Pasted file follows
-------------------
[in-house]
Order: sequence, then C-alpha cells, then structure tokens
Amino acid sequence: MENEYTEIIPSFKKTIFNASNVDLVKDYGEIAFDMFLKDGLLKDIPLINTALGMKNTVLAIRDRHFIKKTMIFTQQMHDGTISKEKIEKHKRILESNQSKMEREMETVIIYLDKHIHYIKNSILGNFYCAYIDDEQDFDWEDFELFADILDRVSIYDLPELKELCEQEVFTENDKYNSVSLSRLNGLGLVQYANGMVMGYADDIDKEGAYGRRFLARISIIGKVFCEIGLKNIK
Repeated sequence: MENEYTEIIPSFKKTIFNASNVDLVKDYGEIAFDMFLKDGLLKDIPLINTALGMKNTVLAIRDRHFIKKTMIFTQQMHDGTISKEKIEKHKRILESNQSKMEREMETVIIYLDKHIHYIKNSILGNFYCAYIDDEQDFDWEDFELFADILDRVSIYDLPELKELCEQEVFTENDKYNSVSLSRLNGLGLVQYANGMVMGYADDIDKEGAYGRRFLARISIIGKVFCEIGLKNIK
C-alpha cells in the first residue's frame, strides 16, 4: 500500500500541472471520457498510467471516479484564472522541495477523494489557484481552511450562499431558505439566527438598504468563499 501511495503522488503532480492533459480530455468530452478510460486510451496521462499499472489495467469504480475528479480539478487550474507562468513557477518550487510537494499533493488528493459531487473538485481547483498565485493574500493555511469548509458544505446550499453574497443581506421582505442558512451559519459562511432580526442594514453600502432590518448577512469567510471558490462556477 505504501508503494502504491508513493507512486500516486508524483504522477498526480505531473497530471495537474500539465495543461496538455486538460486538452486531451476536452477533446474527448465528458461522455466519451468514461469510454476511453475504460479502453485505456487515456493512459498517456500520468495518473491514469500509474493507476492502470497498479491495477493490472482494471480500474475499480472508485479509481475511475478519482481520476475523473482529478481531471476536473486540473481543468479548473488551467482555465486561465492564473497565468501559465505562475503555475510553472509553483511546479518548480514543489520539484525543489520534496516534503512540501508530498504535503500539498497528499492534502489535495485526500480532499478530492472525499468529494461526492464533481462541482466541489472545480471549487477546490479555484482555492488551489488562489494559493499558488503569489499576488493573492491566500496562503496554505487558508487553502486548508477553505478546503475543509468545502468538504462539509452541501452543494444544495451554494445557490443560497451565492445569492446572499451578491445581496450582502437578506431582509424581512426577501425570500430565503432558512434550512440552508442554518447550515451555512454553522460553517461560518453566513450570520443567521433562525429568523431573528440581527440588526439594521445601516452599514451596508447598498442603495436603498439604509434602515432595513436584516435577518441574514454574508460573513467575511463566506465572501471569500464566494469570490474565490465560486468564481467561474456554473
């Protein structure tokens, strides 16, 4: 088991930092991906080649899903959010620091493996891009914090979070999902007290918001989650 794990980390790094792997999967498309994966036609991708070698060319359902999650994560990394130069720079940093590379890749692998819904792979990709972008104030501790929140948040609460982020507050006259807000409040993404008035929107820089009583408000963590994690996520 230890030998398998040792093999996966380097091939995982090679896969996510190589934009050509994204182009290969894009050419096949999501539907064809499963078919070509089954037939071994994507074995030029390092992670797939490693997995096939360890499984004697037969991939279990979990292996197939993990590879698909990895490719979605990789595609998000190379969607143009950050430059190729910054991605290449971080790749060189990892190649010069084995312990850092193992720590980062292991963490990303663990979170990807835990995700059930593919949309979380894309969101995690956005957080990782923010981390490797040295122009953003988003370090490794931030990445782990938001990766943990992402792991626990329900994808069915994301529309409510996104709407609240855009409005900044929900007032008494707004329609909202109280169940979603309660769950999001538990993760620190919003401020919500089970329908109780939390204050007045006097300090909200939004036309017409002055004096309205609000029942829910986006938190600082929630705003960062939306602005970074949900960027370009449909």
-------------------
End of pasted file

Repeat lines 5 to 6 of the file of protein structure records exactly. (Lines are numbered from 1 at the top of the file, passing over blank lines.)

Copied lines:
C-alpha cells in the first residue's frame, strides 16, 4: 500500500500541472471520457498510467471516479484564472522541495477523494489557484481552511450562499431558505439566527438598504468563499 501511495503522488503532480492533459480530455468530452478510460486510451496521462499499472489495467469504480475528479480539478487550474507562468513557477518550487510537494499533493488528493459531487473538485481547483498565485493574500493555511469548509458544505446550499453574497443581506421582505442558512451559519459562511432580526442594514453600502432590518448577512469567510471558490462556477 505504501508503494502504491508513493507512486500516486508524483504522477498526480505531473497530471495537474500539465495543461496538455486538460486538452486531451476536452477533446474527448465528458461522455466519451468514461469510454476511453475504460479502453485505456487515456493512459498517456500520468495518473491514469500509474493507476492502470497498479491495477493490472482494471480500474475499480472508485479509481475511475478519482481520476475523473482529478481531471476536473486540473481543468479548473488551467482555465486561465492564473497565468501559465505562475503555475510553472509553483511546479518548480514543489520539484525543489520534496516534503512540501508530498504535503500539498497528499492534502489535495485526500480532499478530492472525499468529494461526492464533481462541482466541489472545480471549487477546490479555484482555492488551489488562489494559493499558488503569489499576488493573492491566500496562503496554505487558508487553502486548508477553505478546503475543509468545502468538504462539509452541501452543494444544495451554494445557490443560497451565492445569492446572499451578491445581496450582502437578506431582509424581512426577501425570500430565503432558512434550512440552508442554518447550515451555512454553522460553517461560518453566513450570520443567521433562525429568523431573528440581527440588526439594521445601516452599514451596508447598498442603495436603498439604509434602515432595513436584516435577518441574514454574508460573513467575511463566506465572501471569500464566494469570490474565490465560486468564481467561474456554473
């Protein structure tokens, strides 16, 4: 088991930092991906080649899903959010620091493996891009914090979070999902007290918001989650 794990980390790094792997999967498309994966036609991708070698060319359902999650994560990394130069720079940093590379890749692998819904792979990709972008104030501790929140948040609460982020507050006259807000409040993404008035929107820089009583408000963590994690996520 230890030998398998040792093999996966380097091939995982090679896969996510190589934009050509994204182009290969894009050419096949999501539907064809499963078919070509089954037939071994994507074995030029390092992670797939490693997995096939360890499984004697037969991939279990979990292996197939993990590879698909990895490719979605990789595609998000190379969607143009950050430059190729910054991605290449971080790749060189990892190649010069084995312990850092193992720590980062292991963490990303663990979170990807835990995700059930593919949309979380894309969101995690956005957080990782923010981390490797040295122009953003988003370090490794931030990445782990938001990766943990992402792991626990329900994808069915994301529309409510996104709407609240855009409005900044929900007032008494707004329609909202109280169940979603309660769950999001538990993760620190919003401020919500089970329908109780939390204050007045006097300090909200939004036309017409002055004096309205609000029942829910986006938190600082929630705003960062939306602005970074949900960027370009449909």